_ismatch = lambda x: x.network.startswith('my_'))

An event matcher matches an event object when:

  1. The event object is an instance of the corresponding event class (or one of its sub class)
  2. All the specified index values match the values of the event object
  3. If _ismatch is specified, the customized function must return True for this event object.


Whenever possible, event matchers should use indices to match the events. Matching an event object with event matchers having different index values is O(1), while matching an event object with event matchers having different _ismatch is O(N) - every event matcher is tested once.

An event class can be subclassed. The subclassed event class inherits all the indices from the parent class, and can have its own indices. Rules for matches for subclassed event classes are:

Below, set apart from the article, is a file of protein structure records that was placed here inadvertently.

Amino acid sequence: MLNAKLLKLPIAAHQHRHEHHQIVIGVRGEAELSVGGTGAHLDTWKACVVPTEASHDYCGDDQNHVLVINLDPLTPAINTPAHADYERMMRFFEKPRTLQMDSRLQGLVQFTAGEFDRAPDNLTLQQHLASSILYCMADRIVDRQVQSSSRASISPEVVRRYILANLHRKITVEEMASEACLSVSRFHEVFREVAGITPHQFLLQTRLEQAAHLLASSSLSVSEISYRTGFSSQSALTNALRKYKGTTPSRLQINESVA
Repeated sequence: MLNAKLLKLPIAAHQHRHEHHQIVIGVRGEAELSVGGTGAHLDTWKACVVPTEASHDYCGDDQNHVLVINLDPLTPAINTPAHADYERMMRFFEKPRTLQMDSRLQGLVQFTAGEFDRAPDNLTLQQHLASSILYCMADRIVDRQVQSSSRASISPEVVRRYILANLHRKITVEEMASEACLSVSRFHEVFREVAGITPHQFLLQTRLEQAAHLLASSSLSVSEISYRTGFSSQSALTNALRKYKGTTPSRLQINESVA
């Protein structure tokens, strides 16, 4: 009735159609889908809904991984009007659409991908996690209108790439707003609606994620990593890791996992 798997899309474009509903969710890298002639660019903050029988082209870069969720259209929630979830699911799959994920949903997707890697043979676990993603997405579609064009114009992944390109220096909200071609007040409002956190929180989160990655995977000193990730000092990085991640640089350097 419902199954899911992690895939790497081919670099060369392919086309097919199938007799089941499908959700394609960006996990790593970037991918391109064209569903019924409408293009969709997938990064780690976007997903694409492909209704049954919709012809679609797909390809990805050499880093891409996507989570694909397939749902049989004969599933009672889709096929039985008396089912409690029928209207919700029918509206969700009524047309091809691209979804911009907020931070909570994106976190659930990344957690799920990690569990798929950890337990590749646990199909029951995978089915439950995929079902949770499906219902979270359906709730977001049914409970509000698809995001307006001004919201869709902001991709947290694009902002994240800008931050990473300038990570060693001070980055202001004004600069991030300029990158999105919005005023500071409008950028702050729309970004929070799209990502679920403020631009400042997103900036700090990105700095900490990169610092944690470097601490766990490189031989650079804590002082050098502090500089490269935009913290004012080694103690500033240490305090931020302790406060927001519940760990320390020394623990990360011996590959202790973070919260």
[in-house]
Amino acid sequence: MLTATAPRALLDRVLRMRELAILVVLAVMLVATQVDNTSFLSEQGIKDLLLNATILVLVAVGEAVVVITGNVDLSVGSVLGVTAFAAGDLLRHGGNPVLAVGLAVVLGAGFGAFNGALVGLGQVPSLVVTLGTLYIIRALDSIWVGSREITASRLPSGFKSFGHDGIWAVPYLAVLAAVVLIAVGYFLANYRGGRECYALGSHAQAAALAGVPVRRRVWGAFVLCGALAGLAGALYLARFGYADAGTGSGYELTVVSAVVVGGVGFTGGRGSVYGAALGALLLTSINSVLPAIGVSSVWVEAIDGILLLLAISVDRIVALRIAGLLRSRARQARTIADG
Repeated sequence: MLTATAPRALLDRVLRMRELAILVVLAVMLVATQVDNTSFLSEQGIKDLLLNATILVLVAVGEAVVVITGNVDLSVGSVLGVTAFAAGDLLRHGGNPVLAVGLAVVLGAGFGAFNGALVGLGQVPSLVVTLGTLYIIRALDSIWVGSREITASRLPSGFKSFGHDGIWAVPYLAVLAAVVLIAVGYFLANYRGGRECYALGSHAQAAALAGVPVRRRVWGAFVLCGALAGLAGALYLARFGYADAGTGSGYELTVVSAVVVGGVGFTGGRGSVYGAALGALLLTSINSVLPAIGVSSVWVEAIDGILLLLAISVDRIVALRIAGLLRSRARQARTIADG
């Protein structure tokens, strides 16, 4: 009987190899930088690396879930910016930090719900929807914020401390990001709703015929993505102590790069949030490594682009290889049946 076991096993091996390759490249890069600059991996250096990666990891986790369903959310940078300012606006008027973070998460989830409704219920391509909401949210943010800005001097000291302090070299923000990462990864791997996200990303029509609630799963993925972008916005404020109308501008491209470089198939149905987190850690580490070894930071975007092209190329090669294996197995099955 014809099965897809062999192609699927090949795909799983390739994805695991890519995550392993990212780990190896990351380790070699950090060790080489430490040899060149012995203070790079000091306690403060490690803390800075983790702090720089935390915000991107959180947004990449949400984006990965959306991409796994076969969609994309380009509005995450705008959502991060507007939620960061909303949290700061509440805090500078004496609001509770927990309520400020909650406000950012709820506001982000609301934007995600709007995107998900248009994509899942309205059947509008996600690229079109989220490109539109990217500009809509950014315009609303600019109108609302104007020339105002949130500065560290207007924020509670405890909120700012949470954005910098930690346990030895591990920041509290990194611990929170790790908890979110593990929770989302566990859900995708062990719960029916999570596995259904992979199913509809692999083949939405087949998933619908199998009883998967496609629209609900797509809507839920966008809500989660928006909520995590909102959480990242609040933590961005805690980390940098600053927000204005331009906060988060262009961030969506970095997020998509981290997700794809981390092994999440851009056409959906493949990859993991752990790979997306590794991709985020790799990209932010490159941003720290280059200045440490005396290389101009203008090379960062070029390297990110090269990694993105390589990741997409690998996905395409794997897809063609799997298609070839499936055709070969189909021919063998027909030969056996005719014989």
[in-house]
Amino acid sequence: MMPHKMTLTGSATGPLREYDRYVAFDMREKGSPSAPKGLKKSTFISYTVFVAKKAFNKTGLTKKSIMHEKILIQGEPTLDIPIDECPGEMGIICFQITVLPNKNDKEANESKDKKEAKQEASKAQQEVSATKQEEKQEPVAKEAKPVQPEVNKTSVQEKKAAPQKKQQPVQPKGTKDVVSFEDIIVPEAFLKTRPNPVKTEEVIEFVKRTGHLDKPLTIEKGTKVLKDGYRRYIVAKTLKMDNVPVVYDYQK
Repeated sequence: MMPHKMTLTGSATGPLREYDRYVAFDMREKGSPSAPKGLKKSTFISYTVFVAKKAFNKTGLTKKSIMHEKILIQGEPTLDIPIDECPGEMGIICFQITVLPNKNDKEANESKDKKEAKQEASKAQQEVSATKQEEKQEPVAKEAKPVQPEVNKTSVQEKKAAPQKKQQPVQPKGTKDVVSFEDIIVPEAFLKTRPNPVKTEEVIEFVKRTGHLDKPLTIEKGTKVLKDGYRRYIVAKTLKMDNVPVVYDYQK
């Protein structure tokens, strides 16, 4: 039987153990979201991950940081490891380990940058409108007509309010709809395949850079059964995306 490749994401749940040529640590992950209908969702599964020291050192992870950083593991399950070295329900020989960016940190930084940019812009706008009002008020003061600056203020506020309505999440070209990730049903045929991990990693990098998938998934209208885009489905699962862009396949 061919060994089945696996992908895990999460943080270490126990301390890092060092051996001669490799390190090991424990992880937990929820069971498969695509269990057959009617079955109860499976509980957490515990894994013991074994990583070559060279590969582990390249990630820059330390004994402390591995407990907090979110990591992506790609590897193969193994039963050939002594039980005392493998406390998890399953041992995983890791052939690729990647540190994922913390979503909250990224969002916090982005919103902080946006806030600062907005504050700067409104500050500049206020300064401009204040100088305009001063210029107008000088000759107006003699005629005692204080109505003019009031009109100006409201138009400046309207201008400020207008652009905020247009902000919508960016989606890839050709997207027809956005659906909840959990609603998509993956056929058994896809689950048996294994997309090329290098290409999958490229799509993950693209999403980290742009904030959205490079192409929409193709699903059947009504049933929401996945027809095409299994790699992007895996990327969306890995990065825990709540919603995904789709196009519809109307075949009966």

1. An event matcher of the parent class can match a subclassed event object
  2. An event matcher of a subclassed event class CANNOT match an event object of the parent class or other subclasses

When an event matcher or an event object of a subclassed event is created, the arguments should consist of all indices from the ancestors to the descendants.


event objects and event matchers also accept keyword-arguments on initializing, but mixing placement arguments and keyword arguments is NOT supported.

4.3.2. VLCP Routines and Routine Containers

VLCP is a coroutine-based framework. Each coroutine is a Python async coroutine (created by an async function):

from vlcp.event import M_

async def new_routine():
    # Wait for event1
    ev = await event_matcher1
    # Some work...
    # Wait for event2
    ev = await event_matcher2
    # Wait for multiple events, return the first matched event and the corresponding matcher
    ev, m = await M_(event_matcher3, event_matcher4)